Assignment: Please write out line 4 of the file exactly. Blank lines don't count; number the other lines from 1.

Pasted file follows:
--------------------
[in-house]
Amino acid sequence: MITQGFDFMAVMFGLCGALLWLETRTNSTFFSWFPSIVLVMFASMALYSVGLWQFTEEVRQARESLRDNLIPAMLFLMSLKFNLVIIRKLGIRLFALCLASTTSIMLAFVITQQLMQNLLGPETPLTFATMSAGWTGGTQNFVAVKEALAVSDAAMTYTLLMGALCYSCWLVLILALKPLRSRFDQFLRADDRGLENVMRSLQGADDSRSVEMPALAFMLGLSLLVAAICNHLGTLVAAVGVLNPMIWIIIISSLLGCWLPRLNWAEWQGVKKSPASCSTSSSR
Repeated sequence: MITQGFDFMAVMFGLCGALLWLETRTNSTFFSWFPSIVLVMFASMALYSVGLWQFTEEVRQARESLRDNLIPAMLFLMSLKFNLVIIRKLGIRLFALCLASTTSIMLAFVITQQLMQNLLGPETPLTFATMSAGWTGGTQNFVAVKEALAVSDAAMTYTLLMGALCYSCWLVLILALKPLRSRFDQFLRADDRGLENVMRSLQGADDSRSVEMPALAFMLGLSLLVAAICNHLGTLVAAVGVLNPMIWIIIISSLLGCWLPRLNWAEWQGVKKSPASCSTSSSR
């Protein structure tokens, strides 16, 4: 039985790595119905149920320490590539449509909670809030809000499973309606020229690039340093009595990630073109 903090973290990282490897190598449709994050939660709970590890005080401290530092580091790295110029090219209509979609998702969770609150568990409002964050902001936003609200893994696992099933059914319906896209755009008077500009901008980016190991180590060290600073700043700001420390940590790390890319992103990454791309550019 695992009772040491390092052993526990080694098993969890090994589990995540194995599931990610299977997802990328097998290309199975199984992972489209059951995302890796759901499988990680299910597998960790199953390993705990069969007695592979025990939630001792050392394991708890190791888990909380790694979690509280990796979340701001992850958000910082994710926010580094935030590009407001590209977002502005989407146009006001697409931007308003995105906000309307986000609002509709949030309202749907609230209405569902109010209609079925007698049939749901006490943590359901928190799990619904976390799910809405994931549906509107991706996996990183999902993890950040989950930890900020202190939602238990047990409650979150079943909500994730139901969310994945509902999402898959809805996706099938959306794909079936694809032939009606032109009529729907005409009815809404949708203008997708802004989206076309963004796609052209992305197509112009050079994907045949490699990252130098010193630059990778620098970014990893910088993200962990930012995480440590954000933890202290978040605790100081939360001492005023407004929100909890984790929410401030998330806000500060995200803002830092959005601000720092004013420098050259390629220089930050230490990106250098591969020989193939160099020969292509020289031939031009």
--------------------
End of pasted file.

């Protein structure tokens, strides 16, 4: 039985790595119905149920320490590539449509909670809030809000499973309606020229690039340093009595990630073109 903090973290990282490897190598449709994050939660709970590890005080401290530092580091790295110029090219209509979609998702969770609150568990409002964050902001936003609200893994696992099933059914319906896209755009008077500009901008980016190991180590060290600073700043700001420390940590790390890319992103990454791309550019 695992009772040491390092052993526990080694098993969890090994589990995540194995599931990610299977997802990328097998290309199975199984992972489209059951995302890796759901499988990680299910597998960790199953390993705990069969007695592979025990939630001792050392394991708890190791888990909380790694979690509280990796979340701001992850958000910082994710926010580094935030590009407001590209977002502005989407146009006001697409931007308003995105906000309307986000609002509709949030309202749907609230209405569902109010209609079925007698049939749901006490943590359901928190799990619904976390799910809405994931549906509107991706996996990183999902993890950040989950930890900020202190939602238990047990409650979150079943909500994730139901969310994945509902999402898959809805996706099938959306794909079936694809032939009606032109009529729907005409009815809404949708203008997708802004989206076309963004796609052209992305197509112009050079994907045949490699990252130098010193630059990778620098970014990893910088993200962990930012995480440590954000933890202290978040605790100081939360001492005023407004929100909890984790929410401030998330806000500060995200803002830092959005601000720092004013420098050259390629220089930050230490990106250098591969020989193939160099020969292509020289031939031009």